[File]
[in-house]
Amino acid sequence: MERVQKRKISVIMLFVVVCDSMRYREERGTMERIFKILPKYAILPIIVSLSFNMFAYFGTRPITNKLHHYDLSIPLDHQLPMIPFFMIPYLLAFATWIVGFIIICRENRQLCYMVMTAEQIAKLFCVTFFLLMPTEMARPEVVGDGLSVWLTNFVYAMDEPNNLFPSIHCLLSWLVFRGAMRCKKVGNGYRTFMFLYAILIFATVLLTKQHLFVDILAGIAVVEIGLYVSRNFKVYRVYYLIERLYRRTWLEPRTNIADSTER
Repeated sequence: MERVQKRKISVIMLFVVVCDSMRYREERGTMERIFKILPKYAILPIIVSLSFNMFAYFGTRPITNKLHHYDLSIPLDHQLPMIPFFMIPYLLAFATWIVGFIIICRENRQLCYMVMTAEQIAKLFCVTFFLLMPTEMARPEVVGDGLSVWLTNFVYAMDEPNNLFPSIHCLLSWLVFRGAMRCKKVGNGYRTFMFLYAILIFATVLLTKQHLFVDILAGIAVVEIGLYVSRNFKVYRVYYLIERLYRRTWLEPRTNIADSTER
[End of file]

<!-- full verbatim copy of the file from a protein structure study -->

[in-house]
Amino acid sequence: MERVQKRKISVIMLFVVVCDSMRYREERGTMERIFKILPKYAILPIIVSLSFNMFAYFGTRPITNKLHHYDLSIPLDHQLPMIPFFMIPYLLAFATWIVGFIIICRENRQLCYMVMTAEQIAKLFCVTFFLLMPTEMARPEVVGDGLSVWLTNFVYAMDEPNNLFPSIHCLLSWLVFRGAMRCKKVGNGYRTFMFLYAILIFATVLLTKQHLFVDILAGIAVVEIGLYVSRNFKVYRVYYLIERLYRRTWLEPRTNIADSTER
Repeated sequence: MERVQKRKISVIMLFVVVCDSMRYREERGTMERIFKILPKYAILPIIVSLSFNMFAYFGTRPITNKLHHYDLSIPLDHQLPMIPFFMIPYLLAFATWIVGFIIICRENRQLCYMVMTAEQIAKLFCVTFFLLMPTEMARPEVVGDGLSVWLTNFVYAMDEPNNLFPSIHCLLSWLVFRGAMRCKKVGNGYRTFMFLYAILIFATVLLTKQHLFVDILAGIAVVEIGLYVSRNFKVYRVYYLIERLYRRTWLEPRTNIADSTER